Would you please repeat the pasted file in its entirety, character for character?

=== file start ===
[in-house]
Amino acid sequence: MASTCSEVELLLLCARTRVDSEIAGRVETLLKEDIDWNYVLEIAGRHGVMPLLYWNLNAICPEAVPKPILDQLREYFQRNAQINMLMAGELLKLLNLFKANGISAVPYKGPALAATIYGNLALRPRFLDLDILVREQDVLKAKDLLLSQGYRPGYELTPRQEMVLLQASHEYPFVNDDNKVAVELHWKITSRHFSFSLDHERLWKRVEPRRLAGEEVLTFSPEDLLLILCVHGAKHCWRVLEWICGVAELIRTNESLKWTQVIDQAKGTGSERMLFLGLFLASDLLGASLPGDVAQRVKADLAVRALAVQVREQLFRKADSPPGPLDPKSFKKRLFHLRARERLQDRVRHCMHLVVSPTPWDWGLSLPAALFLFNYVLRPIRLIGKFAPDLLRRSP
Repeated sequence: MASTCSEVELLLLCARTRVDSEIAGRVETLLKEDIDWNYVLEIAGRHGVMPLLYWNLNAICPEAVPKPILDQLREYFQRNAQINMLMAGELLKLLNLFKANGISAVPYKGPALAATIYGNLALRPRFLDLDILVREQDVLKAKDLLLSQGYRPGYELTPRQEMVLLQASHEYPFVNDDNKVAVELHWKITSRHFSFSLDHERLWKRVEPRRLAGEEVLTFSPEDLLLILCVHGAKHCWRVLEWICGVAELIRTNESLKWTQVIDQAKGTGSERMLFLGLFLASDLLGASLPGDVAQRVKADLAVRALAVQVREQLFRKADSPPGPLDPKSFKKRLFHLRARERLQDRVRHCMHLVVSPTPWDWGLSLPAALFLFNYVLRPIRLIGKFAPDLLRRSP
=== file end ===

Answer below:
[in-house]
Amino acid sequence: MASTCSEVELLLLCARTRVDSEIAGRVETLLKEDIDWNYVLEIAGRHGVMPLLYWNLNAICPEAVPKPILDQLREYFQRNAQINMLMAGELLKLLNLFKANGISAVPYKGPALAATIYGNLALRPRFLDLDILVREQDVLKAKDLLLSQGYRPGYELTPRQEMVLLQASHEYPFVNDDNKVAVELHWKITSRHFSFSLDHERLWKRVEPRRLAGEEVLTFSPEDLLLILCVHGAKHCWRVLEWICGVAELIRTNESLKWTQVIDQAKGTGSERMLFLGLFLASDLLGASLPGDVAQRVKADLAVRALAVQVREQLFRKADSPPGPLDPKSFKKRLFHLRARERLQDRVRHCMHLVVSPTPWDWGLSLPAALFLFNYVLRPIRLIGKFAPDLLRRSP
Repeated sequence: MASTCSEVELLLLCARTRVDSEIAGRVETLLKEDIDWNYVLEIAGRHGVMPLLYWNLNAICPEAVPKPILDQLREYFQRNAQINMLMAGELLKLLNLFKANGISAVPYKGPALAATIYGNLALRPRFLDLDILVREQDVLKAKDLLLSQGYRPGYELTPRQEMVLLQASHEYPFVNDDNKVAVELHWKITSRHFSFSLDHERLWKRVEPRRLAGEEVLTFSPEDLLLILCVHGAKHCWRVLEWICGVAELIRTNESLKWTQVIDQAKGTGSERMLFLGLFLASDLLGASLPGDVAQRVKADLAVRALAVQVREQLFRKADSPPGPLDPKSFKKRLFHLRARERLQDRVRHCMHLVVSPTPWDWGLSLPAALFLFNYVLRPIRLIGKFAPDLLRRSP